Was the first day of September and my Dad sent me a text. His words ever so sincere and deeply concerned. “Karie Babe, please be prepared for Irma. I just saw on the news the models for a possible Cat 5 storm. Bottled water, canned goods, batteries. I love you so much.” Flippantly, I dismissed his words as a retired man’s plight to watching too much Fox news. Had I not been so arrogant.
Our family had been in Florida for just over three weeks when word spread of a storm watch in the tropics. As Arizona natives, the closest we had come to disaster were monsoonal microbursts, Haboobs, and the occasional bevy of quail. Our naivety was a byproduct of our denial, cast in the shadow of the stressful cross country move. We could not possibly be at the center of a hurricane in Central Florida just weeks after moving.
The Chad and I spent Friday night of Labor Day weekend unwinding at a local establishment, enjoying a few beers, generating memes on our phones about our disdain for our moving company, and discussing the possibility of a new vehicle. Never once did we discuss or consider the possibility of being in the eye of a hurricane. Saturday morning arrived and we went about our normal chores with the kids, running a few errands and exploring our new town.
Thunderstorms and heavy rains were typical for this time of year. The “tropical” season, as commonly referred to in Florida, is rich with warm rains, ominous clouds, and electric skies. We delighted in the change of scenery and oblivious to the dangers Mother Nature would bring in her wake. Our weekend went about like nothing was about to befall our family and those in our town. We bought a new car, took the kids to dinner, and enjoyed the three day weekend.
As the Labor Day weekend came to a close and we began to return to normal life, radio reports carried a heavy tone. An early morning text from The Chad on Tuesday, September 5th proved that reasonable action needed to be taken. He mentioned of the great concern the locals shared for the impending doom. I hurried myself to get dressed and headed to the local Costco for needed supplies: bottled water, batteries, canned food, milk and bread.
My trek was tedious. Apparently, I was not the only one to have waited until the last minute to capture supplies. I sat in the driveway to Costco for 20 minutes. Traffic sat still, unchanged by the urgent need to arrive at our destination just a mere 100 yards from our current standing. Finding the closest parking spot to the nearest exit, counter intuitive to normal operations, I was able to escape the confines of my car and enter the gauntlet of hurricane preparation shopping. Lines inside wrapped from each register, around upright displays, through aisles, snaking into the far reaches of the store.
I was overcome with awe in the surreal event unfolding before my eyes. Maddening long lines as patrons clutched their flats of plastic encased treasures. A pit sank into my stomach as I meandered through the snaking lines and bustling crowd. Making my way towards where the water is stored, banks of uprights were bare, pillaged, scheduled to only to be replenished the following day. Feelings of defeat washed over me; could this really be happening? Could I truly be preparing for a hurricane? Overwhelmed with another major event to plan for I robotically moved about the aisles, snagging boxed soy milk that did not require refrigeration, canned meats (tuna, chicken), electrolyte water to aid in the heat. Perusing more aisles I considered what else may be required, packages of batteries, headlamps and flashlights. By this time the aisles were reduced to what appeared to be an ordinary shopping day.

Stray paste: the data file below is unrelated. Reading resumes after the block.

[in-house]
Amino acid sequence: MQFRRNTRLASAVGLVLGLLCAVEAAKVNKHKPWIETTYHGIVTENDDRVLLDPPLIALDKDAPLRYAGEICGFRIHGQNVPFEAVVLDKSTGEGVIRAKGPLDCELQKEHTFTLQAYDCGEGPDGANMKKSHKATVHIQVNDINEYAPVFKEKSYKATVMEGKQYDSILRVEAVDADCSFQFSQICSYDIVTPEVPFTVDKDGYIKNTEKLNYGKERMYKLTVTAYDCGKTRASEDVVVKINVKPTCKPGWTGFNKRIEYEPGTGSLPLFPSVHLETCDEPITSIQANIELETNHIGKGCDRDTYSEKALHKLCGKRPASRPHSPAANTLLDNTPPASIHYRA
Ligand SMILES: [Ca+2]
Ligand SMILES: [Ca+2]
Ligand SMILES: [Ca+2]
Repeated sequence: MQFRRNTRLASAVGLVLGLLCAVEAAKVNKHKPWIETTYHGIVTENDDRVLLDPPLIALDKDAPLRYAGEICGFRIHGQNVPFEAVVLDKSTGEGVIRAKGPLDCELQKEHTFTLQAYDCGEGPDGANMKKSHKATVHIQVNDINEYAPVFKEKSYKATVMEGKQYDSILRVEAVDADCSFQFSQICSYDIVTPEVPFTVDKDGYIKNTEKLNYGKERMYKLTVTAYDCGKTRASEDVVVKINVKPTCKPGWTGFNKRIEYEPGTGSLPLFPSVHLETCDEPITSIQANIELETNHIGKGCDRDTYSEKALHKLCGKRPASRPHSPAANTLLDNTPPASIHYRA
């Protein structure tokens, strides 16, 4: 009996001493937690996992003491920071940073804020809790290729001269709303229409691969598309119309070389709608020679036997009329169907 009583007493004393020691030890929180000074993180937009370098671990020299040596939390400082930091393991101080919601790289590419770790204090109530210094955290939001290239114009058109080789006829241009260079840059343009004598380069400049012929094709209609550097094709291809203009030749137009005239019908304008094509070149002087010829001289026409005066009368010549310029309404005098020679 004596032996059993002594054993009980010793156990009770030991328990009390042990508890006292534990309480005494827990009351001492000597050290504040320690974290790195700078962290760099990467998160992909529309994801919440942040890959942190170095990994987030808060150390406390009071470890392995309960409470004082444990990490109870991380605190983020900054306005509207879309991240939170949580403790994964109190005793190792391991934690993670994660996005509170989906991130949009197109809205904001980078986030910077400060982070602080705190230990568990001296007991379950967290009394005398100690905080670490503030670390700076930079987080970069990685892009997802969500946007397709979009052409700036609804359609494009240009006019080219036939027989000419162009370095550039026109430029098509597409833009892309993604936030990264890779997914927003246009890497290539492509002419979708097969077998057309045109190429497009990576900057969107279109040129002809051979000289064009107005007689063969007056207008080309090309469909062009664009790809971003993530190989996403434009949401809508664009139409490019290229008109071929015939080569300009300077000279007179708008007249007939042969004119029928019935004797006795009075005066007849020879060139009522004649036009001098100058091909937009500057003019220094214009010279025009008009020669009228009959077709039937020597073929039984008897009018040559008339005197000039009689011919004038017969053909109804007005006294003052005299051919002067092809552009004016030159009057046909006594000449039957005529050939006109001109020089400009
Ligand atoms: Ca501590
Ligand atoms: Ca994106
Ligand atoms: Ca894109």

Rushing swiftly to my car I loaded up and shopped Amazon for large storage containers for water. Why purchase a commodity when so readily available from the faucet of our home. Feeling accomplished in my efforts I returned home and began detailed preparations for what was to arrive in the coming days.
Scouring every square foot of my home, ensuring all our clothing was washed, dried and ready for wear. I cooked all defrosted meat to have for sandwiches, salads, snacks and miscellaneous meals before carving into our canned goods. All towels were washed, militantly folded, and delicately placed in the linen closet. All our prized photos, albums, heirlooms and treasured belongings that we had thus received were secured in upstairs closets, out of water and harms way. Wednesday’s work had now been complete.
Thursday was a day of anxiety. Hinging on the unknown of whether school was to be cancelled for Friday, in addition to Monday September 11th, we went about our normal business. Everything had an air of eeriness to her. Traffic was heavy, but only as residents made the mass exodus north into Orlando and even higher ground into Georgia and other surrounding states. Tolls were being waved. The news became a welcome sound in our home again as we huddled together as a family to listen of the hourly changes. Projections were that Hurricane Irma were to be a Category 3 right through the center of the state, ravaging everything in her wake, including Orlando. We waited more on this day; waited for news, waited for decisions, waited for the storm. My water jugs I ordered from Amazon never arrived…apparently if you have saved items in your cart for possible purchase later, if the price adjusts for anything, your entire cart can be altered and the purchase never complete. DAMMIT! Now what?
Friday morning arrived as if a holiday for the kids. Rejoicing in no school, I stressed to keep their minds at ease as to not let my own fear of what was to come impinge on their happiness. We ran errands to pass the time. Decorated the walls of the house to make it feel more like home. Shopped stores to find trinkets and decor to adorn their rooms that matched their personalities, ensured all of our vehicles had adequate fuel. All while Mother Nature was ravaging in the tropical seas just hours south. Questions arose that night about the storm as we watched as a family. We discussed our disaster plan, what to do if flooding, loss of power, fire, high winds, what to do with the dogs, what rooms were safe, what areas of the house were safe, more explanation brought more questions. Some questions had no answers as we had no expectations for what was to come.